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FAQ - Frequently Asked Questions

What is the safe distance that I need to keep to my devices?

Various object have a sensitivity to static magnetic fields of permanent magnets. They disturb some devices only temporarily, but others could be damaged permanently.
Table of Contents:

Below you can find an (incomplete) list of objects that should not get too close to permanent magnets. For each object, we included the recommended safe distance to a variety of disc magnets.

Recommended safe distances neodymium magnets

Object Magnetic field damaging at: S-45- 30-N S-20- 10-N S-15- 08-N S-10- 03-N S-06- 02-N
High-quality magnetic card (credit card, ATM card) 40 mT
(= 400 G)
46 mm 19 mm 15 mm 9 mm 6 mm
Cheap magnetic card (parking garage, admission ticket) 3 mT
(= 30 G)
134 mm 55 mm 42 mm 24 mm 15 mm
Pacemaker new 1 mT
(= 10 G)
201 mm 82 mm 62 mm 35 mm 22 mm
Pacemaker old 0,5 mT
(= 5 G)
257 mm 104 mm 80 mm 43 mm 28 mm
Mechanical watch, non-magnetic pursuant to ISO 764 6 mT
(= 60 G)
103 mm 42 mm 32 mm 18 mm 12 mm
Mechanical watch, not non-magnetic 0,05 mT
(= 0,5 G)
571 mm 230 mm 176 mm 98 mm 61 mm
Hearing aid 20 mT
(= 200 G)
63 mm 26 mm 20 mm 12 mm 7 mm
Vehicle key No danger
USB stick, memory cards No danger
CD, DVD No danger
Camera, cell, smart phone No danger for data carrier
Hard drive Unclear

Recommended safe distances for ferrite magnets

Object Magnetic field damaging at: FE-S-100-15 FE-S-40-20 FE-S-20-10 FE-S-05-05
High-quality magnetic card (credit card, ATM card) 40 mT
(= 400 G)
21 mm 20 mm 18 mm 3 mm
Cheap magnetic card (parking garage, admission ticket) 3 mT
(= 30 G)
119 mm 70 mm 35 mm 11 mm
Pacemaker new 1 mT
(= 10 G)
182 mm 106 mm 53 mm 16 mm
Pacemaker old 0,5 mT
(= 5 G)
235 mm 137 mm 69 mm 21 mm
Mechanical watch, non-magnetic pursuant to ISO 764 6 mT
(= 60 G)
89 mm 53 mm 27 mm 8 mm
Mechanical watch, not non-magnetic 0,05 mT
(= 0,5 G)
522 mm 308 mm 154 mm 48 mm
Hearing aid 20 mT
(= 200 G)
45 mm 30 mm 15 mm 5 mm
Vehicle key No danger
USB stick, memory cards No danger
CD, DVD No danger
Camera, cell, smart phone No danger for data carrier
Hard drive Unclear

Information about individual devices and dangers

Magnetic card

There are expensive and cheaper versions when it comes to cards with magnetic stripes ("magnetic cards").
High-quality magnetic stripes can be found on credit or ATM cards. They are dark-brown or black and it takes 0,4 tesla (0,4 tesla = 400 mT = 4 000 gauss) to demagnetise them. But already a third of this field strength is enough to partially delete magnetic stripes so that they can't be properly read anymore. At a tenth of the demagnetisation field strength (coercive field strength), meaning 40 mT, there is no danger of damages anymore.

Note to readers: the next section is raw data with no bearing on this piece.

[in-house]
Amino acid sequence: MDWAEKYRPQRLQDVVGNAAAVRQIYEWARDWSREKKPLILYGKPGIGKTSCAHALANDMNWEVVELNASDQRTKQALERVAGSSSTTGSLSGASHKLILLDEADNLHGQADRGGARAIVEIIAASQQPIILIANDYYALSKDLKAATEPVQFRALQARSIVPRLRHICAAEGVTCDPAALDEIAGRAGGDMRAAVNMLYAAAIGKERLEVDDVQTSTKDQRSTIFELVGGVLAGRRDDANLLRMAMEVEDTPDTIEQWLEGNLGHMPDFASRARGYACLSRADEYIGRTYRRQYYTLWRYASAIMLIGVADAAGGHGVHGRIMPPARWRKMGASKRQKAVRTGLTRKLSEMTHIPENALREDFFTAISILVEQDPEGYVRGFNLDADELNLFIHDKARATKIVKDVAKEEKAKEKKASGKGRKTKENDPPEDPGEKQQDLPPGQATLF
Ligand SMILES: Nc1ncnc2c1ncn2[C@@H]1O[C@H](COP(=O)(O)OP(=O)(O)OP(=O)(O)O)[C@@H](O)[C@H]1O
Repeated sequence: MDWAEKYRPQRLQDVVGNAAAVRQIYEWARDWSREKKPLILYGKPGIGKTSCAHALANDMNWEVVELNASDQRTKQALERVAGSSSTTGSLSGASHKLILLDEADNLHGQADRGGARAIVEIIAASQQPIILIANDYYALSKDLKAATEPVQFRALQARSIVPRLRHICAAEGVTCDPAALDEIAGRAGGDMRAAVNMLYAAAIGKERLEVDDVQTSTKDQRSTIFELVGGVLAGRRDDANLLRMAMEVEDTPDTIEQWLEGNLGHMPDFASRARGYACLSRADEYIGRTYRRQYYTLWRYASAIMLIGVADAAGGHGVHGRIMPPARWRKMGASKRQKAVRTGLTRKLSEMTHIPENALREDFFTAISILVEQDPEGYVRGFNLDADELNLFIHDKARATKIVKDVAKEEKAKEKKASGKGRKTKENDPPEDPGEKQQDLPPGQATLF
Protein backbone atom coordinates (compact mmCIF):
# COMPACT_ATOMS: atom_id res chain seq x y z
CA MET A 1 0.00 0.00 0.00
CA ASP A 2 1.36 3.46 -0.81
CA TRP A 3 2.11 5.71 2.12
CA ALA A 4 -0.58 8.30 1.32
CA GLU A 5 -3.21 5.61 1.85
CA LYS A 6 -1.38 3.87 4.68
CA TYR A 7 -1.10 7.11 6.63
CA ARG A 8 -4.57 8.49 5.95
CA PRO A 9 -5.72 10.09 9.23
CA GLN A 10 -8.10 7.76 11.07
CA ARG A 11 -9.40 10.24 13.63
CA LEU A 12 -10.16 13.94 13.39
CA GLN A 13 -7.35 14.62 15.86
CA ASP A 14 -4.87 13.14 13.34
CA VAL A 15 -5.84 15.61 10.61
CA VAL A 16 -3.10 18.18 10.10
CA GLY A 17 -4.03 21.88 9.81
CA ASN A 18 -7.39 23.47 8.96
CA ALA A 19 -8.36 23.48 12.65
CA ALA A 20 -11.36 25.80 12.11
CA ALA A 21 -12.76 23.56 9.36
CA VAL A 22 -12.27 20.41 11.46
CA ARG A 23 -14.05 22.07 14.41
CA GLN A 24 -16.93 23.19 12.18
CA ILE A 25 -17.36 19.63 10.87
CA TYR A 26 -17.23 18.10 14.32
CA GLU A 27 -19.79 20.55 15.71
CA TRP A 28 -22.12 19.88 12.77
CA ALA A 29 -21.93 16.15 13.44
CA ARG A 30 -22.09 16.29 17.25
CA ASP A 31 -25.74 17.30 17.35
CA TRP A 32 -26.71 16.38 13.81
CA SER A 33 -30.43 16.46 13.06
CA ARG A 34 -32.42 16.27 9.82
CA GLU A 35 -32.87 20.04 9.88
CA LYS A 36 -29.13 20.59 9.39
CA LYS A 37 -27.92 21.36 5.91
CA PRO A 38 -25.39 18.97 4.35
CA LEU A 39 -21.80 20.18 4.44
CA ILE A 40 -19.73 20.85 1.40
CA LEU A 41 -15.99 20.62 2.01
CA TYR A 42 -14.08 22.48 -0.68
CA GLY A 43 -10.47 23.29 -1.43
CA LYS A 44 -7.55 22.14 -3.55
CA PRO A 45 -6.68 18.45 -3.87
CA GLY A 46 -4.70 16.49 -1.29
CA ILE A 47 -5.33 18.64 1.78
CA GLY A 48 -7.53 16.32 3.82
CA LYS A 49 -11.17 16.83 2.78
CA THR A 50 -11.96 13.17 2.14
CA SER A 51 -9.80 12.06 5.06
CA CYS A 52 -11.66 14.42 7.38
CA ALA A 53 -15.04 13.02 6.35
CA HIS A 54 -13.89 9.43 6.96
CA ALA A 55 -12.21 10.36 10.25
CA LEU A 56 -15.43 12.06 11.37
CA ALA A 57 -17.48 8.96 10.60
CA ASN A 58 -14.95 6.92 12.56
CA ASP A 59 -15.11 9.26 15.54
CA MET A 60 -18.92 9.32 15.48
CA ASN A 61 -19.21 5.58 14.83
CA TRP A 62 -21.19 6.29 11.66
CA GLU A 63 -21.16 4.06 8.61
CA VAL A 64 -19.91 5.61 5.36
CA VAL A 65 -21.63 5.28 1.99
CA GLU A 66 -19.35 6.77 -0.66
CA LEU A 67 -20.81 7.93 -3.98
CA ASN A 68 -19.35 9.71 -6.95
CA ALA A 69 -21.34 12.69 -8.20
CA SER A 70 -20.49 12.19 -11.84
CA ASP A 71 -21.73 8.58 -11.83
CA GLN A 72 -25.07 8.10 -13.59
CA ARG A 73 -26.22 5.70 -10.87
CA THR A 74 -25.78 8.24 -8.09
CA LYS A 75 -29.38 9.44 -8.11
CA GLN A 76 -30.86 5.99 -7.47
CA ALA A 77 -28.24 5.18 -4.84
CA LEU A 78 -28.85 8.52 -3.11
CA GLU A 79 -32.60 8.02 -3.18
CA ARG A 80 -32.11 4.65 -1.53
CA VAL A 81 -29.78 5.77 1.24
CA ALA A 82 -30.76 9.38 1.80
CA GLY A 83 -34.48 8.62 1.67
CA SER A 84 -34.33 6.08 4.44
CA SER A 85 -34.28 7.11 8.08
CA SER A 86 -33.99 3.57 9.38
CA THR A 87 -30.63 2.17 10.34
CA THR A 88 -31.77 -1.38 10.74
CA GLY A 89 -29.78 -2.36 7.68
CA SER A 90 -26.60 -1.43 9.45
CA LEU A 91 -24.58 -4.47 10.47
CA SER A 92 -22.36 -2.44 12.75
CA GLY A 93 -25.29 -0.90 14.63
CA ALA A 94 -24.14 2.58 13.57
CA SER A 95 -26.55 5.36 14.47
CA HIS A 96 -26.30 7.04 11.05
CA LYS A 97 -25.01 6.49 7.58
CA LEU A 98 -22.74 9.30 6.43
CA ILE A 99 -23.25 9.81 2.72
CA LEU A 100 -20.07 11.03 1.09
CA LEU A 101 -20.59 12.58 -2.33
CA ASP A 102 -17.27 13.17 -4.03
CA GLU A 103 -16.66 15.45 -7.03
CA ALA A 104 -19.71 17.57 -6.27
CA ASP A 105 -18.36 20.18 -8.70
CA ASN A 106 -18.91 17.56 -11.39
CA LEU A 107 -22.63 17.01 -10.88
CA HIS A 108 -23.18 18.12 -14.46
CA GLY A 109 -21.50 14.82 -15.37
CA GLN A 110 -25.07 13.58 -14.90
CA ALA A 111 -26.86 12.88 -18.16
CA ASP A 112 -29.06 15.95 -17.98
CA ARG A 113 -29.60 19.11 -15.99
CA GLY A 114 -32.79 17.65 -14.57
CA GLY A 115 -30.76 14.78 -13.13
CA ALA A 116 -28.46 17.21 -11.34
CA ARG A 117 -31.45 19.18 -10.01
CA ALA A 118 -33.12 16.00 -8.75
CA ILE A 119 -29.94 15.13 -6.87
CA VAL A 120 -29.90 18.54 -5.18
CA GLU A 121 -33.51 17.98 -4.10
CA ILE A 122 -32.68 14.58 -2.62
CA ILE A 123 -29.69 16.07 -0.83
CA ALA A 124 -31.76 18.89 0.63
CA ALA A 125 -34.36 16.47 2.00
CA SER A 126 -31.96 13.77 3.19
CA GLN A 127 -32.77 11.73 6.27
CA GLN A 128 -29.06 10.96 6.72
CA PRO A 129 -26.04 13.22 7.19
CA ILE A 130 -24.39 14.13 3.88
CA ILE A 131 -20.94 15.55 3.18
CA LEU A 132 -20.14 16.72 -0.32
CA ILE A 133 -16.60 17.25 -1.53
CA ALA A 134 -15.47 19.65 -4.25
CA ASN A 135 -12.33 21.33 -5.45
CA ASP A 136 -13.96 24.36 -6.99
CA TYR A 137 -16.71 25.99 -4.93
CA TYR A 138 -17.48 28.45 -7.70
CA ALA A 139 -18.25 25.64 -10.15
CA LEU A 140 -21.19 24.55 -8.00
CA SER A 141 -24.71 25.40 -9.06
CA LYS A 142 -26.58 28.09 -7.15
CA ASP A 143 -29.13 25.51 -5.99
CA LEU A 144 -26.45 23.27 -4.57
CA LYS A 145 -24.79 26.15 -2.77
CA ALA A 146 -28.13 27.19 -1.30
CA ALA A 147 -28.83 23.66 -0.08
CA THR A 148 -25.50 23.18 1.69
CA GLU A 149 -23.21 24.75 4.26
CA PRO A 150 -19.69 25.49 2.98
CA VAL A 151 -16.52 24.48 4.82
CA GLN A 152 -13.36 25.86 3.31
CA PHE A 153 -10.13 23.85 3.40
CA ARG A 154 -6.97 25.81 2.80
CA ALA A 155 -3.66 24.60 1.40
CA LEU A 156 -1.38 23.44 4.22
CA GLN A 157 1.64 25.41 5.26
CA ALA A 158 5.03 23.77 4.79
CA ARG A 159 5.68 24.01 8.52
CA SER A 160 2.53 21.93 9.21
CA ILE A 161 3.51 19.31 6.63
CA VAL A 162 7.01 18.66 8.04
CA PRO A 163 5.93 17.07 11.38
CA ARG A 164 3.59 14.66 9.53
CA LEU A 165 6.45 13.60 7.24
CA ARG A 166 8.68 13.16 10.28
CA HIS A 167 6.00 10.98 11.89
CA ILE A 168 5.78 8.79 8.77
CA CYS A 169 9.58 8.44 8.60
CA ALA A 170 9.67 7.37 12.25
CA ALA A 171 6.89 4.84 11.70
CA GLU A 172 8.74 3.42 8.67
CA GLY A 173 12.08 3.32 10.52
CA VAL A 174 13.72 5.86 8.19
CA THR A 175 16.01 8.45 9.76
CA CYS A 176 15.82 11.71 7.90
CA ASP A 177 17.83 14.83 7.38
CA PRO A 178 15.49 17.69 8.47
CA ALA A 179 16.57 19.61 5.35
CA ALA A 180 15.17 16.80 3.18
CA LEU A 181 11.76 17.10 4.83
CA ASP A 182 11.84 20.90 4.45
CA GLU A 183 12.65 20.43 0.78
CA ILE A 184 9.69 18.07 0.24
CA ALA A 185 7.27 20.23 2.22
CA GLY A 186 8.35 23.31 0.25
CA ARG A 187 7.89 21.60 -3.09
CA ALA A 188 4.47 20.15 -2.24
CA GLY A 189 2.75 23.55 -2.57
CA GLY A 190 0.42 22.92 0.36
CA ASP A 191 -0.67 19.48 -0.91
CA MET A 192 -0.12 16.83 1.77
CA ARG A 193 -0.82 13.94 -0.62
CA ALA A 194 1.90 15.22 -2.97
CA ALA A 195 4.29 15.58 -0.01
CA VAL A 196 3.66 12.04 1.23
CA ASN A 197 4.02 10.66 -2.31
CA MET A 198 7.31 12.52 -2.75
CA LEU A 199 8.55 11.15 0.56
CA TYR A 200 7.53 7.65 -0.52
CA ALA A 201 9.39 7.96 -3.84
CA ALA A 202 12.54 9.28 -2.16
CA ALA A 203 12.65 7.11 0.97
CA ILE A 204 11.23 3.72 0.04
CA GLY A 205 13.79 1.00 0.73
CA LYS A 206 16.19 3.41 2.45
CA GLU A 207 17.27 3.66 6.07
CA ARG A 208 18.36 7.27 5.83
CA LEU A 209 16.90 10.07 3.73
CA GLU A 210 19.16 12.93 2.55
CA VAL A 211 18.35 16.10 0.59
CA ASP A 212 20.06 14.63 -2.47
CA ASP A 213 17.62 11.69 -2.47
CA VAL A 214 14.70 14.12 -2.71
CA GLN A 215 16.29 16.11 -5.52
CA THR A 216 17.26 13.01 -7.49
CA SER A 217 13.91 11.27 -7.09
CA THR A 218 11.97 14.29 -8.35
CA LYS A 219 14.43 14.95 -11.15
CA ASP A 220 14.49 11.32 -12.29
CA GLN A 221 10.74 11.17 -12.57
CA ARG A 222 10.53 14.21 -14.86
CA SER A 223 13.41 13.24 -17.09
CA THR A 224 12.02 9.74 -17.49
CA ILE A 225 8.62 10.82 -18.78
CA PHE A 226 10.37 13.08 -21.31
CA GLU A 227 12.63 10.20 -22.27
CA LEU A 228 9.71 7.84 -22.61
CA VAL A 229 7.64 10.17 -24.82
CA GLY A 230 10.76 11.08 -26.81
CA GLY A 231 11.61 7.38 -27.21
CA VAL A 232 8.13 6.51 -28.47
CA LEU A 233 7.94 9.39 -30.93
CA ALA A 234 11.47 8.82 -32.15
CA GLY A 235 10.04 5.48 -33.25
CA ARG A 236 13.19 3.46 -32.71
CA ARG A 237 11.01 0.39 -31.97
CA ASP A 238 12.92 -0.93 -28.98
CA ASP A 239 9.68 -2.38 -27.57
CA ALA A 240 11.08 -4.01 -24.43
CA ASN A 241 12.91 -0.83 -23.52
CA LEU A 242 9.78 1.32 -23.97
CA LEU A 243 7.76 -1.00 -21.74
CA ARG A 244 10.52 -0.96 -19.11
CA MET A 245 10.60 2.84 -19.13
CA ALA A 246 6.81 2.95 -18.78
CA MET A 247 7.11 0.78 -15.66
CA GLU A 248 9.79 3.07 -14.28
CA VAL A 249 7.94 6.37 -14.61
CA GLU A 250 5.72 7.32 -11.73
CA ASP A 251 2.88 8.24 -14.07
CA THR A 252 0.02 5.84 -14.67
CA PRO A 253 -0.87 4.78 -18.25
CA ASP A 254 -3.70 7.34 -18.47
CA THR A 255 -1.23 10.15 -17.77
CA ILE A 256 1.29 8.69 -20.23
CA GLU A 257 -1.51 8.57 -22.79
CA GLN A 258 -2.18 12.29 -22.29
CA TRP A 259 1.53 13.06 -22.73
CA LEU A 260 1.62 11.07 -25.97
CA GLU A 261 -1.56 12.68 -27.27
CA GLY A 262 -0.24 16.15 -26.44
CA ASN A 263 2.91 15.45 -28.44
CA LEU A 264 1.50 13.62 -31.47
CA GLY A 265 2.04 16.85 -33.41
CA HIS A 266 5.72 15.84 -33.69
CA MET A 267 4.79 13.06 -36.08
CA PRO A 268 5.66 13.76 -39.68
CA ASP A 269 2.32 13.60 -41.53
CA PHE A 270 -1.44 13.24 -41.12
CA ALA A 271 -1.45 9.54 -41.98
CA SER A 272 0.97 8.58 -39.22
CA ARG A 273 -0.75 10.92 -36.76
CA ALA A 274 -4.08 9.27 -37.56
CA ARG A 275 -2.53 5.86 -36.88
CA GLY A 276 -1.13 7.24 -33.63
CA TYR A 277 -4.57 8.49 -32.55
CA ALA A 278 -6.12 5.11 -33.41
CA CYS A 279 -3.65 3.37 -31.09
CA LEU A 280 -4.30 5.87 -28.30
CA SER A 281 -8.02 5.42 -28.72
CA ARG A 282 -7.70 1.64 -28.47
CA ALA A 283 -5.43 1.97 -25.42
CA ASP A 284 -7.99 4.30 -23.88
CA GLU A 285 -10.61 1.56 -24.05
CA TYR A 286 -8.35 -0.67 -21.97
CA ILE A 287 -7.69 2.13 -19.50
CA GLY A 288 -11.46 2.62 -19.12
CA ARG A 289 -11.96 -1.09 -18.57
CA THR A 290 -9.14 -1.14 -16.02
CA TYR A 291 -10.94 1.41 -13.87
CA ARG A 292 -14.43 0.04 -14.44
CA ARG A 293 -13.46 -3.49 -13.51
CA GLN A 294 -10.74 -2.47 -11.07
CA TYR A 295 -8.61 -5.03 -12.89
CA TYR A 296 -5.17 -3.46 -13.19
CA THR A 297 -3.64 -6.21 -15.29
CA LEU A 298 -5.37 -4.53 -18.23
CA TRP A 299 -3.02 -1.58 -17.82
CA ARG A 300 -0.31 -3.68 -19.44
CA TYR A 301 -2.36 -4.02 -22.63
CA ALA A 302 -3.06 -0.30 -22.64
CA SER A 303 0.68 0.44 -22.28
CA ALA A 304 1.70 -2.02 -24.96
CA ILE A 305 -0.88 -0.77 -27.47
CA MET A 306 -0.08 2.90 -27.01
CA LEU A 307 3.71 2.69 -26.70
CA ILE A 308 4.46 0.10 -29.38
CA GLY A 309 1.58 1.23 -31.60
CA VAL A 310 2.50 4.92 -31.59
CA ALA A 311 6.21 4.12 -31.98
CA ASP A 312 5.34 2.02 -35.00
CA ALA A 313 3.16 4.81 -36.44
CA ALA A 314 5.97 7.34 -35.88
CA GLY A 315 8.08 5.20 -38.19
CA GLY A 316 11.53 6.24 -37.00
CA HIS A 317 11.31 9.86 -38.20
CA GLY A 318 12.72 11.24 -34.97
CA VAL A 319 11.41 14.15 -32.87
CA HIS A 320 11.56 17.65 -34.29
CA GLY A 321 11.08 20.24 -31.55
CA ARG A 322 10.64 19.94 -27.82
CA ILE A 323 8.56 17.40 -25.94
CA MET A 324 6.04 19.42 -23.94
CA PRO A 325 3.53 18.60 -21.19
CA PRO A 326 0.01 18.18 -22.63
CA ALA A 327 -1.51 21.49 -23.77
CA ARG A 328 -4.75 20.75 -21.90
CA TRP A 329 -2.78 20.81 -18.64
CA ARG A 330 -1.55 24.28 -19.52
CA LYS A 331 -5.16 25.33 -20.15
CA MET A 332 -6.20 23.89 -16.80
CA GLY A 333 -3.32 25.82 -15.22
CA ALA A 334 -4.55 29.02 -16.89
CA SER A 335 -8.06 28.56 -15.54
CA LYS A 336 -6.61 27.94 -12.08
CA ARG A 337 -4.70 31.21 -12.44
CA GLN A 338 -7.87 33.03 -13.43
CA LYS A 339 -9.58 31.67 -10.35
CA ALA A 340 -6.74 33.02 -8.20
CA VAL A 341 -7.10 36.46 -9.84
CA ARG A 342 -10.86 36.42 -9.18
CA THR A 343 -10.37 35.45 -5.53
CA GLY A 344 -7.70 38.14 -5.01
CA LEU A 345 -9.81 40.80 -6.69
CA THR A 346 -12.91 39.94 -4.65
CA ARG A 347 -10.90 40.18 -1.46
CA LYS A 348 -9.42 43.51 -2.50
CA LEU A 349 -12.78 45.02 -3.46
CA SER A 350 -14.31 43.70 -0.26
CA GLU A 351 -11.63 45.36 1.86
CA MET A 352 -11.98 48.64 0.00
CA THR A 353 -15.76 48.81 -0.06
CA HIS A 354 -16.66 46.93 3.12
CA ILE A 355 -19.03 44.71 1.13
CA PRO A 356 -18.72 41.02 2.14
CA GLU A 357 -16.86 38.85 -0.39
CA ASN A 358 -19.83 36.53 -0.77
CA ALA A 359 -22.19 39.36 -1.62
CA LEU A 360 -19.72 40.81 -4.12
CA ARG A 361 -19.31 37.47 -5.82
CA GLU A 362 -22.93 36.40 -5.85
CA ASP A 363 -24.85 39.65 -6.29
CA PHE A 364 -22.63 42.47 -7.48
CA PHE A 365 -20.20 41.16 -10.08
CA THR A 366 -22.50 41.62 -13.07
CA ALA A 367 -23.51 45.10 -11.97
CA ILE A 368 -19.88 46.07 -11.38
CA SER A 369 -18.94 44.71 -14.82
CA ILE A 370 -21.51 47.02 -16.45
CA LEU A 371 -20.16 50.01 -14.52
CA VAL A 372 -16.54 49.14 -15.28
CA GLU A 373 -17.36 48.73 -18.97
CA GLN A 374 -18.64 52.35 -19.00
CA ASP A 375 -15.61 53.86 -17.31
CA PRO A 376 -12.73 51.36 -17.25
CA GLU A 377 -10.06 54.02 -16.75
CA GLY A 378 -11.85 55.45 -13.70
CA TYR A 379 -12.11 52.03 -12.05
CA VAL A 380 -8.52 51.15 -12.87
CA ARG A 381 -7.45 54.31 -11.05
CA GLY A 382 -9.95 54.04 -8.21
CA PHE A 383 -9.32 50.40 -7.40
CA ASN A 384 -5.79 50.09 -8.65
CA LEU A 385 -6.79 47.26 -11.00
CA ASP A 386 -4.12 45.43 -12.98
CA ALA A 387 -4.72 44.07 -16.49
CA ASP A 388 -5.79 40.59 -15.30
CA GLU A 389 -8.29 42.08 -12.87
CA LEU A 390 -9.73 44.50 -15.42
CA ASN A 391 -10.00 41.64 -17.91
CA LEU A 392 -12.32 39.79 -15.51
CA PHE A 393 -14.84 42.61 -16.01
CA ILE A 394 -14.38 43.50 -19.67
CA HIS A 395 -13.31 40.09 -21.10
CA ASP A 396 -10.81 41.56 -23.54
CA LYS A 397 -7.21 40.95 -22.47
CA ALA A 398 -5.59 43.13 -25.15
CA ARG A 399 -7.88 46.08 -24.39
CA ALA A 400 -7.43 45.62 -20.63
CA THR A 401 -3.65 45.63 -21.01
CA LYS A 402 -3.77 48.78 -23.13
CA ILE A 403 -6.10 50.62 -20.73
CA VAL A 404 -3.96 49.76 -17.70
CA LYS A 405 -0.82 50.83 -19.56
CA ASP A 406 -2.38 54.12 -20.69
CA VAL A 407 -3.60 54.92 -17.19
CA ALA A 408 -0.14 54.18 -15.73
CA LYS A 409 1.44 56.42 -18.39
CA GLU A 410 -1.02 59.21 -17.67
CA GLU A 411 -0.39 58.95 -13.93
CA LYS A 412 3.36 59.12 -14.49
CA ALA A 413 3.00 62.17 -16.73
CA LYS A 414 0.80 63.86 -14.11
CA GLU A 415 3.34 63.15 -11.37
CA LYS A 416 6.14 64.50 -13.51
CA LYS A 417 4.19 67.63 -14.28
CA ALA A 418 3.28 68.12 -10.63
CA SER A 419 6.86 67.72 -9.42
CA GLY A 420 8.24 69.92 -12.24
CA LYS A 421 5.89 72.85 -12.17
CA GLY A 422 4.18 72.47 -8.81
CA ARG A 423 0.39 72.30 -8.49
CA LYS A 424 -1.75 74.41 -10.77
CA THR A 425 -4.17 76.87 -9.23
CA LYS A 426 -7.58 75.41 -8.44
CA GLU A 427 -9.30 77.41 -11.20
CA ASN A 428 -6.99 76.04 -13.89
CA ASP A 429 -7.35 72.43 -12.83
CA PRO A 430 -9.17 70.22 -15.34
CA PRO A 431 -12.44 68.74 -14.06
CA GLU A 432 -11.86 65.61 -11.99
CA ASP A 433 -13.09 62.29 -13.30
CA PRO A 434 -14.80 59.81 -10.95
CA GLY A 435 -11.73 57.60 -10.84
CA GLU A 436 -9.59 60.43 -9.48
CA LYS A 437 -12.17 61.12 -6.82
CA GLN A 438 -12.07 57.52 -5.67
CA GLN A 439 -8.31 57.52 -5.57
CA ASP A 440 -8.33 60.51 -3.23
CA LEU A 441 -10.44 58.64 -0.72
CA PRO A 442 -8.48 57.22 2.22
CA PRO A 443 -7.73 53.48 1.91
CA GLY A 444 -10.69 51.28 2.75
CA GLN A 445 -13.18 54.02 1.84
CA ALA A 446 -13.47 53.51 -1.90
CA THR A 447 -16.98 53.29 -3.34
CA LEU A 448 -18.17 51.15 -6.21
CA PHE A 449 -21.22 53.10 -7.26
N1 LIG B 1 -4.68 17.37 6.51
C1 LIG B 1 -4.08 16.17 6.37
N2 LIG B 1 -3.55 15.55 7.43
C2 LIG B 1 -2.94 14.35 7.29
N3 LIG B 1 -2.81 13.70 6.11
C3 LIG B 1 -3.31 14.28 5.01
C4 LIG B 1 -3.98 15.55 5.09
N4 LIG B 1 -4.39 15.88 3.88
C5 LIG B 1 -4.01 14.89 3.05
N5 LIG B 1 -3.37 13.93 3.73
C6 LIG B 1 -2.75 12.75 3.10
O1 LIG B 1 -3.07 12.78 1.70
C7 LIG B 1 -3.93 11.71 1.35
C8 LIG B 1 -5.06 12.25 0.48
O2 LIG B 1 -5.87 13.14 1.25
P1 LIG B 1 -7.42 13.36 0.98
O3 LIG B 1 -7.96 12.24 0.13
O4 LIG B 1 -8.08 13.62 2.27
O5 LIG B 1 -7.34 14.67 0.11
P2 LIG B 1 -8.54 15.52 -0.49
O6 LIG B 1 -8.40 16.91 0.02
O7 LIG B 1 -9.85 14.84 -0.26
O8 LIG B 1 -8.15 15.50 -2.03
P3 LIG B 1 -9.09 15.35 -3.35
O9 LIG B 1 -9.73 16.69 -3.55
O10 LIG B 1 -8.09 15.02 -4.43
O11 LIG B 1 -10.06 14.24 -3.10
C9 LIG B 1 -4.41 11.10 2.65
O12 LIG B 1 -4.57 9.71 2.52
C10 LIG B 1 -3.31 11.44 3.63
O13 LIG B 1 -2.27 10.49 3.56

Cheaper magnetic stripes are light-brown and frequently used on parking garage or admission tickets. These stripes are much more sensitive. It takes only 30 mT to demagentise them. Field strengths of up to 3 mT certainly do not cause any harm.

Pacemaker and heart defibrillator

A pacemaker or heart defibrillator is implanted in people with heart rhythm disturbances. These devices are implanted under the skin in the chest area. They produce electrical impulses, which regulate the activity of the heart, if the patient's body cannot produce these regular impulses itself anymore or if cardiac fibrillation occurs.
A static magnetic field can cause pacemakers and heart defibrillators to switch into special mode. The characteristics of special mode can be programmed and are determined by the manufacturer. A physician can initiate a controlled switch into special mode with a strong permanent magnet. He does that to
  • control pacemaker and heart defibrillator
  • set a determined frequency for some cycles (independent from the actual need of the body)
  • disable certain functions of the defibrillator
As soon as the magnet is removed, the pacemaker or heart defibrillator starts working normally again.
Newer pacemakers switch into special mode at 1 mT, older models already at 0,5 mT (=5 gauss). Therefore, you need to adhere to the safe distances to permanent magnets outlined in the table above.
However, we cannot offer you a magnet that can purposefully switch a pacemaker into special mode, since this depends on the device and is beyond our knowledge as a magnet retailer.